The Englehart Melchinger House in the borough of Dover, York County, Pennsylvania, is the restored home of a prominent 19th Century businessman, Englehart Melchinger. It was built about 1852, and is a rectangular brick building with Greek Revival and Italianate design details. It features an entrance portico with Doric order columns, heavy scroll brackets, and a paneled frieze; and cast iron lintels.
Melchinger was the son of Israel Melchinger, an American Revolutionary War Hessian soldier who settled in Dover after the war rather than returning to Germany. Upon his father's death in 1834; Englehart assumed the role of the town's postmaster. He amassed personal wealth through several business ventures, including a lumber company.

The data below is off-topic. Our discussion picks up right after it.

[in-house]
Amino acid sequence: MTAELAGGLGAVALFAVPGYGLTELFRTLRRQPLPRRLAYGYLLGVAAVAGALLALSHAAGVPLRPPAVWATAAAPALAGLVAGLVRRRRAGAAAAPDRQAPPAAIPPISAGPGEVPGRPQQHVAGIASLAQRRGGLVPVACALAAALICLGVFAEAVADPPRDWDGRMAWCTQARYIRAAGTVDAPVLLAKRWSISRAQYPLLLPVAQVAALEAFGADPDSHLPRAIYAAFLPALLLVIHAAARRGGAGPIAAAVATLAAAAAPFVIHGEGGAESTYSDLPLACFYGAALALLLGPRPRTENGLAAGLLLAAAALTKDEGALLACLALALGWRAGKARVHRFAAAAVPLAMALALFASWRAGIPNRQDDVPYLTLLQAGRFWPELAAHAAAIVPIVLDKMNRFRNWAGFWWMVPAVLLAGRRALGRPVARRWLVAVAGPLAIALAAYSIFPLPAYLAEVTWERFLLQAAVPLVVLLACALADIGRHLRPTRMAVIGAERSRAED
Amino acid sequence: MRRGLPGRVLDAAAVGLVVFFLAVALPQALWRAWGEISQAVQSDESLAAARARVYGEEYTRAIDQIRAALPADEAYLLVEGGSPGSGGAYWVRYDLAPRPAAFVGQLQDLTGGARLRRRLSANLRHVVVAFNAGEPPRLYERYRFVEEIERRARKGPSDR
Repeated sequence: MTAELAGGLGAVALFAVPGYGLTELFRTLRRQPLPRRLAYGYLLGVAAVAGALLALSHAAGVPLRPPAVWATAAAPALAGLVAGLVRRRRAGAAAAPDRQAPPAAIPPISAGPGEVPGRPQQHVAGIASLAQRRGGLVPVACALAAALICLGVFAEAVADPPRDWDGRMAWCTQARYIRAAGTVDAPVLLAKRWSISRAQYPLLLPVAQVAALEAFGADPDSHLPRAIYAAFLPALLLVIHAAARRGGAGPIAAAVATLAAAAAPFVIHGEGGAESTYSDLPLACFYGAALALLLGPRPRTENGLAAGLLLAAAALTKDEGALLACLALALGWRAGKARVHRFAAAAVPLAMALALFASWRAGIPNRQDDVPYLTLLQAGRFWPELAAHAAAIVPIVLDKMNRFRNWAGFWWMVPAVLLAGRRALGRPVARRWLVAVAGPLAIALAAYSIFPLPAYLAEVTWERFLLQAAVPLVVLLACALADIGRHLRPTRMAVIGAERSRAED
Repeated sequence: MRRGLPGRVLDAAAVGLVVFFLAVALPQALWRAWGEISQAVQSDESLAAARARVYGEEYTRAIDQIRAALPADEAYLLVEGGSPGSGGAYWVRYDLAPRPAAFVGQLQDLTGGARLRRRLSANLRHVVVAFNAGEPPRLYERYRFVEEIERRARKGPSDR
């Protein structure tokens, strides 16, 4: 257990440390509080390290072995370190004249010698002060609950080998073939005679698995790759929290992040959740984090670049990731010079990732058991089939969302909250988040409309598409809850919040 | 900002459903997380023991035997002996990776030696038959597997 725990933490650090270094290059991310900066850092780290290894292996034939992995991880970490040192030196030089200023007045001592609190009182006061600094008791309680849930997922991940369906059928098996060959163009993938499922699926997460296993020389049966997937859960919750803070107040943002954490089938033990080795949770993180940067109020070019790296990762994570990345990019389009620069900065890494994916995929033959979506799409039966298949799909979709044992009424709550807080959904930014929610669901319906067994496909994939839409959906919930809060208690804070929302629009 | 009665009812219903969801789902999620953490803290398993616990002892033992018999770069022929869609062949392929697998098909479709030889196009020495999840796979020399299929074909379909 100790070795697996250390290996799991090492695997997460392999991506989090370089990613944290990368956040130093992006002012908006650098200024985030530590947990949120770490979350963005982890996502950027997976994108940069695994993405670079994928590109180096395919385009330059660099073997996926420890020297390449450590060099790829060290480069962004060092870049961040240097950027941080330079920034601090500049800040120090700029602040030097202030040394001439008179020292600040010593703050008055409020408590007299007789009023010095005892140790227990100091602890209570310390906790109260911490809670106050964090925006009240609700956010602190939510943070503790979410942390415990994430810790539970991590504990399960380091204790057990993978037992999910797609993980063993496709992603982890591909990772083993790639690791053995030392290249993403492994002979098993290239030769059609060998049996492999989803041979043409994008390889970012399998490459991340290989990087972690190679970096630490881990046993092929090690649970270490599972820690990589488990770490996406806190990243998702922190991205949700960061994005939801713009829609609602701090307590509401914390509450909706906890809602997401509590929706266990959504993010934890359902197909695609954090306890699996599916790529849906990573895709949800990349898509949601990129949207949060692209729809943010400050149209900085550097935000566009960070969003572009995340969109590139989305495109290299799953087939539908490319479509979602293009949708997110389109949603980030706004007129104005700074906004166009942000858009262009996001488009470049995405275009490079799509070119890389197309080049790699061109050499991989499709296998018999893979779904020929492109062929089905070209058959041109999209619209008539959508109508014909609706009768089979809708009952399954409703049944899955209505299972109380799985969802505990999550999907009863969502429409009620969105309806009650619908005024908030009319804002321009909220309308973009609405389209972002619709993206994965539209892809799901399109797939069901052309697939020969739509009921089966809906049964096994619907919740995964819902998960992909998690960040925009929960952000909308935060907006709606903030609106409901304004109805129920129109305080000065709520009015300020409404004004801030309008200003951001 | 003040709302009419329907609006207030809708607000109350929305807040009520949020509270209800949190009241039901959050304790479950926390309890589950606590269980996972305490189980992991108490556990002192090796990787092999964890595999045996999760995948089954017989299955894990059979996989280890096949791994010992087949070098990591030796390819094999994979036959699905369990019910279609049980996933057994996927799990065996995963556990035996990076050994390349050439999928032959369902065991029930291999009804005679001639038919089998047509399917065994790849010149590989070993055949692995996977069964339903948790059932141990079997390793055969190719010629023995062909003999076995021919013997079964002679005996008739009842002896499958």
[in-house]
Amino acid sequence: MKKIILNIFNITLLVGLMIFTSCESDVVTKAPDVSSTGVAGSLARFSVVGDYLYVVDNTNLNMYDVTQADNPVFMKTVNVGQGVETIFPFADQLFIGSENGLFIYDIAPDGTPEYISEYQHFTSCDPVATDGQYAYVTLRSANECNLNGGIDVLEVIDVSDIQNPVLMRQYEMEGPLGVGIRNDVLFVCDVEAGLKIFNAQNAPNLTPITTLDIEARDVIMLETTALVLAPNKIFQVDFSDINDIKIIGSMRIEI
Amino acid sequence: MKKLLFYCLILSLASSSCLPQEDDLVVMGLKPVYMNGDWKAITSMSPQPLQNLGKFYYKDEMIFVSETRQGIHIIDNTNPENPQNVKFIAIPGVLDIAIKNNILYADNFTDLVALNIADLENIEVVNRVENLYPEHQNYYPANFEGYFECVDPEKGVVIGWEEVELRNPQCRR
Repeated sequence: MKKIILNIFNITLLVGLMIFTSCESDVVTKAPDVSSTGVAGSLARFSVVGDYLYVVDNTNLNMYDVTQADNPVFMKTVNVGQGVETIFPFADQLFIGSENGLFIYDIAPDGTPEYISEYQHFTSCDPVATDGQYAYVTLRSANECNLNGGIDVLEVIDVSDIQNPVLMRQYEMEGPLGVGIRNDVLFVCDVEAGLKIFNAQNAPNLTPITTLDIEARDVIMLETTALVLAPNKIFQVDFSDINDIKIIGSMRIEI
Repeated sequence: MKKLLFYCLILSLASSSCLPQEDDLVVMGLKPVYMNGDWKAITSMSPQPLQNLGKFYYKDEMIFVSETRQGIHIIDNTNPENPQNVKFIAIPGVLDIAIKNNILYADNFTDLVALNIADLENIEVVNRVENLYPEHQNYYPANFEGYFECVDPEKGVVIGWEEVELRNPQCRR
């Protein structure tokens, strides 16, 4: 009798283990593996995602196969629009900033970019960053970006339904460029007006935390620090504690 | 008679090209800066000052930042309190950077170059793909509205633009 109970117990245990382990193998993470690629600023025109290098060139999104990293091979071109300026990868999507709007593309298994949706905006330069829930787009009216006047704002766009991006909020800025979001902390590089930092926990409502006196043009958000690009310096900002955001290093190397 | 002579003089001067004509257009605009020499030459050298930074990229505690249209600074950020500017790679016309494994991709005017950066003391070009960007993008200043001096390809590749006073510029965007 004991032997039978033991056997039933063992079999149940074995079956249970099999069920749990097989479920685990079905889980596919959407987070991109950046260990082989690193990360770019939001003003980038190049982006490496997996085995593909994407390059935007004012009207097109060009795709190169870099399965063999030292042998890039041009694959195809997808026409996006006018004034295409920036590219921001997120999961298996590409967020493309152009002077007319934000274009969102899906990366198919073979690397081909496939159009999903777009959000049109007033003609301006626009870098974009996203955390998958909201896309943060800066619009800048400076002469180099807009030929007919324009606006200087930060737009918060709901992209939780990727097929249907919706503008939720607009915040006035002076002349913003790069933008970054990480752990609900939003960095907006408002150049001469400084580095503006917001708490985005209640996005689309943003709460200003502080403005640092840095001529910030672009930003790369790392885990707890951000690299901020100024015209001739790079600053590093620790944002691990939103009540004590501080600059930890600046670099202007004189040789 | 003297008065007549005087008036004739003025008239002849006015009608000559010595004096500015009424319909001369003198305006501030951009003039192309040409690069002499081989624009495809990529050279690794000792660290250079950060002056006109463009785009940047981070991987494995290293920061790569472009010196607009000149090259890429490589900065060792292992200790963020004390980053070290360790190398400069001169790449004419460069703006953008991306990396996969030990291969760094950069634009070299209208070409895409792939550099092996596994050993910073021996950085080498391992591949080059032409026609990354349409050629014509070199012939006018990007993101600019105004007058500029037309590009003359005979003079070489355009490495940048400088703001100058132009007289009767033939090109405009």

Melchinger was among the large group of Dover residents who suffered losses when Confederate cavalry under J.E.B. Stuart occupied the town on the morning of July 1, 1863, during the Gettysburg Campaign. However, the loss of horses and personal property did not have a significant financial effect, and Melchinger prospered.
The home, at 5 North Main Street (Pennsylvania State Route 74), was listed on the National Register of Historic Places on August 12, 1992.